Last week, the Northborough-Southborough Regional School Committee discussed proposed resolutions to be voted on next week by the Massachusetts Association of School Committees.
While the committee supported some resolutions, some members expressed alarm over others.
Superintendent Christine Johnson was pleased with a few draft resolutions “very favorable for us.” That included forming a state commission to examine issues with school start times. However, Johnson hoped that start-time commission would result in helpful guidance, rather than any unfunded mandates.
But a few resolutions caused dismay among committee members. Drawing the most ire was a tax reform ballot initiative to pursue additional funding “only from tax reform affecting the state’s wealthiest residents.”
Southborough member (and Selectman) Dan Kolenda stated that he was “shocked” by the resolution in which he found “absolutely no merit”. Northborough’s Barbara O’Mara also found that and other measures overreaching and “rather upsetting”.
The committee has been seeking support to reform education funding. Their focus has been on ending unfunded mandates. (That includes a tendency in the state house to slash funding for previously approved mandates without repealing the mandates.) But Southborough’s Paul Butka said he didn’t believe they should dictate where the state’s education funds should come from.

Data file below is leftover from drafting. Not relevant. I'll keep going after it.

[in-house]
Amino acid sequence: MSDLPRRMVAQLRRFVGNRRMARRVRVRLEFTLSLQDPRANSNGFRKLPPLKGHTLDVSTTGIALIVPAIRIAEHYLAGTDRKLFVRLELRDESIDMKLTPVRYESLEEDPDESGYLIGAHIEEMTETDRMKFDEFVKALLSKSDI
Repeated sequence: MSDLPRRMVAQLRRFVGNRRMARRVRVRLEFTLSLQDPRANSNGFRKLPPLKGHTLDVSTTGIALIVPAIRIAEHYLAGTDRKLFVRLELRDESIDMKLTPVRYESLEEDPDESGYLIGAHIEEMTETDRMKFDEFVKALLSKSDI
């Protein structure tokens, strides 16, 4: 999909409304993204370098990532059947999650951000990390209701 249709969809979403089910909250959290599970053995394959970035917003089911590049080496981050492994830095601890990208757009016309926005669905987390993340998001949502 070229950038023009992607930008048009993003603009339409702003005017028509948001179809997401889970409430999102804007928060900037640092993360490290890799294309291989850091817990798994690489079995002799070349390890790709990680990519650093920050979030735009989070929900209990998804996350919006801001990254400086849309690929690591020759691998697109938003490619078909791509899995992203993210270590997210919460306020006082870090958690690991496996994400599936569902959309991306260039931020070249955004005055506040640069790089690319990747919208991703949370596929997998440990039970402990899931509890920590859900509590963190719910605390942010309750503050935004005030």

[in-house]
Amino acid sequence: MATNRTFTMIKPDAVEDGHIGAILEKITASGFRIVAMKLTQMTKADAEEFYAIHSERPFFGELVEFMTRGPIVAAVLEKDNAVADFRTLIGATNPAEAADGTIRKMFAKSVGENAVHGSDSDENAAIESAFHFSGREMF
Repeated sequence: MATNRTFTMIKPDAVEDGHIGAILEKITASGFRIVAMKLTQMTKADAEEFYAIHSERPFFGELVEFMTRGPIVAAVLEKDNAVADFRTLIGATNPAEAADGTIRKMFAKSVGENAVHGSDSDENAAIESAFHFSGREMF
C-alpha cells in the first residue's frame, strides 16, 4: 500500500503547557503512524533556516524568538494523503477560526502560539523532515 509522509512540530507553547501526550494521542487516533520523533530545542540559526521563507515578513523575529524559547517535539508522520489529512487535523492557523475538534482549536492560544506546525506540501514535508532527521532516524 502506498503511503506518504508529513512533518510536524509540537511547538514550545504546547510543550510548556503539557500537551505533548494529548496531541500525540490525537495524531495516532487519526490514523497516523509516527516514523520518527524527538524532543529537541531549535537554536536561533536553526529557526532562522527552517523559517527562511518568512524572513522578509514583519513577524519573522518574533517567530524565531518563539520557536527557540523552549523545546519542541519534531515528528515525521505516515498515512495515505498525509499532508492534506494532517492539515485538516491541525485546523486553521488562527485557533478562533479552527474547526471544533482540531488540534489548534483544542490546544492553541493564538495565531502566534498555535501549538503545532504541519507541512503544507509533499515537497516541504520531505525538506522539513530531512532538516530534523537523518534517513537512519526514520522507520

Another resolution that members seemed to feel was beyond the MASC scope was a call for eradicating childhood poverty. And Butka raised concern about the wording and potential for changes in a resolution for an “equitable and sustainable placement program” for homeless children in school districts. He summed up,
There are some Mom and Apple Pie resolutions here that I don’t know if they are necessarily actionable.
Chair Kathleen Harragan Polutchko clarified that the resolutions were formed by a subcommittee and have yet to be voted on by the association. She said that not only may resolutions not be supported by delegates, but many could have changes made on the meeting floor.
Approved resolutions are a way of “taking the pulse” of member districts across the state. These then drive the conversations MASC has with legislators.
Resolutions that Johnson supported would link Chapter 70 Funding with October 1st enrollments (since some students transfer), eliminate a mandated Kindergarten assessment program, and better fund districts’ costs for educating homeless students.
The committee voted unanimously to have their delegate oppose the tax reform resolution. Other measures they entrusted to the judgement of their delegate based on final language. Northborough member Lynne Winter was elected to be the committee’s delegate at the MASC meeting. That meeting takes place on Wednesday, November 4.
Click here for the proposed resolutions.